So the Earth has a giant magnetic field we use to determine direction. The field roughly looks like a magnetic dipole, but because the field is generated by a turbulent liquid dynamo near the Earth's core, it's not a perfect dipole.

This leads me to believe that as you approach the magnetic north or south poles, your compass reading will become increasingly vague, and that there's probably a finite region near the pole where the compass direction rather randomly points some direction other than the pole itself.

Additionally, as you near the pole of a perfect dipole, the component of the magnetic field tangent to the surface approaches a magnitude of zero. Because real-world compasses have friction, imperfect magnets, and so forth, there's surely some minimum field strength required to accurately move the compass magnet.

Finally, I know that the pole has daily cycles as well as long-term movements. My guess is the daily cycles can be predicted with some kind of almanac or equation, and that travelers near the pole could receive periodic updates as to the center of the daily cycles so they could adjust their local declination accordingly. Still, there would be some kind of precision error here that might be significant.

Between the three effects above (and possibly others I don't know about), I'm guessing there's a real-world limit on how close you can get to the exact magnetic pole before a real-world compass can no longer be trusted.

How close can we get to the magnetic pole and still use a compass to determine direction?

To narrow the scope of the question, I'm thinking of a standard compass I can pick up at Walmart for like $10 (say, this one). However, answers regarding high-end compasses and very low-end compasses (like, a magnetized needle through a cork floating in water) would also be appreciated.

Additionally, my question relates to humans using compasses for navigation, so if the answer is less than a few hundred meters, that's close enough to "right on the pole" for my purposes. At that point, you could simply look at the building or other landmark you're trying to find. Conversely, if the answer is several hundred miles, that would make it impossible to use traditional compass-based navigation between settlements near the magnetic pole.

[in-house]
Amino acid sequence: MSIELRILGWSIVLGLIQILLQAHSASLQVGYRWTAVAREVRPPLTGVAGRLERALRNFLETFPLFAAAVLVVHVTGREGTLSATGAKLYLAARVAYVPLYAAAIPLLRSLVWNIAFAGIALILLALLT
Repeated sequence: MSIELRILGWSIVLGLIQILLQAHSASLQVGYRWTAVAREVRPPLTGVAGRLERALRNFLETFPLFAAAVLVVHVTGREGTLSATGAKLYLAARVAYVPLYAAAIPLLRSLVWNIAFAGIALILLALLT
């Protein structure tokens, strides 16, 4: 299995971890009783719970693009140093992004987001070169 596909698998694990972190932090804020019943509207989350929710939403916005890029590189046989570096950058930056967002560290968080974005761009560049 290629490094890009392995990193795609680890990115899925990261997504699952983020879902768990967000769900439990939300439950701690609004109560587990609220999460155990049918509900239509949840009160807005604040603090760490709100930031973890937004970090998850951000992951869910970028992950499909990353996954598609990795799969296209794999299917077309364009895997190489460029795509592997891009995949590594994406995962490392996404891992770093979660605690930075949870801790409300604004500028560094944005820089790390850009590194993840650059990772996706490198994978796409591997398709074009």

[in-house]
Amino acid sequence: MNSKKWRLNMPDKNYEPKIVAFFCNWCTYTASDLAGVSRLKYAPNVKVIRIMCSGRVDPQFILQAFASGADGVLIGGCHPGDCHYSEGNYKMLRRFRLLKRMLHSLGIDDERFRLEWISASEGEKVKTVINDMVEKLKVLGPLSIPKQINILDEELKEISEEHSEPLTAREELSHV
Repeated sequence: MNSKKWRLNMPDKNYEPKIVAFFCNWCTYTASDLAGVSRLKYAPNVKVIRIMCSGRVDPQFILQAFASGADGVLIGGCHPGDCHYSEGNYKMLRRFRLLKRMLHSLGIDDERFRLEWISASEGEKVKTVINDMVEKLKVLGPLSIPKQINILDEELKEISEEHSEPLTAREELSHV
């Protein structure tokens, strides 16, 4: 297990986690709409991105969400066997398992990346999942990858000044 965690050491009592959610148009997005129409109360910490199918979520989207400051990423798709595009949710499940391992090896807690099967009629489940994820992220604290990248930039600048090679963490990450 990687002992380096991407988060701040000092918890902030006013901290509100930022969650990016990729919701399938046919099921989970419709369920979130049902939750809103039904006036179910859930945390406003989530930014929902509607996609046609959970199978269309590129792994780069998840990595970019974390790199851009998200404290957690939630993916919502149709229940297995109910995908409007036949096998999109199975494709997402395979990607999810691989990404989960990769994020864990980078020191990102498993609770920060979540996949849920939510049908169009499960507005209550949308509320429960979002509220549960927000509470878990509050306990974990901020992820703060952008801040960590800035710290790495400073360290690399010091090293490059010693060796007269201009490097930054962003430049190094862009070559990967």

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    $\begingroup$ I didn't think the daily changes were predictable. I have seen aviation charts of northern Canada that have warnings about this issue, and I think that may be the major source of error. In that case it would be hard to define a precise area where compasses can not be trusted. $\endgroup$
    – haresfur
    Aug 17, 2017 at 3:28
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    $\begingroup$ No scientific answer, but I gave up using magnetic compasses about 1000km from the magnetic pole. Three different, high quality, compasses showed over 90 degrees difference, so we used the GPS instead. Solar compasses used to be popular in polar regions, but difficult to use in the field when it's cold and windy and dust and snow all over. However, 2000km or even a bit less from the magnetic pole, a magnetic field compass works rather good, but huge declination that is changing enough over the years so one need to update the bearings from e.g. old reports. $\endgroup$
    – user2821
    Aug 22, 2017 at 3:34

1 Answer 1


Regions where the strength of the horizontal component (H) of the magnetic field is small (i.e. where the field is close to vertical near the magnetic poles) define where a compass won't work reliably.

For example where H drops below 5000nT is considered unreliable for values of magnetic declination as per the error calculations in the World Magnetic Model 2015 report. I've seen aviation charts (of which I can't find an example) where 6000nT (also based on the WMM as that's the industry standard there too) is used to define where another navigation aid should be take preference.

You can get an idea of the geographic distances involved from this map of the 2015 horizontal field intensity over the northern hemisphere. The distance of a given field strength value to the pole isn't a fixed value as the field isn't exactly a dipole, so the south pole map looks quite different, but you get a realistic idea at least. Something like within 2,500km in the North, and a few hundred km in the South.

As @Tactopoda pointed out, declination can be very large within thousands of km of a magnetic pole, and the annual rate of change of H is also much greater than elsewhere, hence why a compass isn't very reliable, even where it can give a consistent reading.


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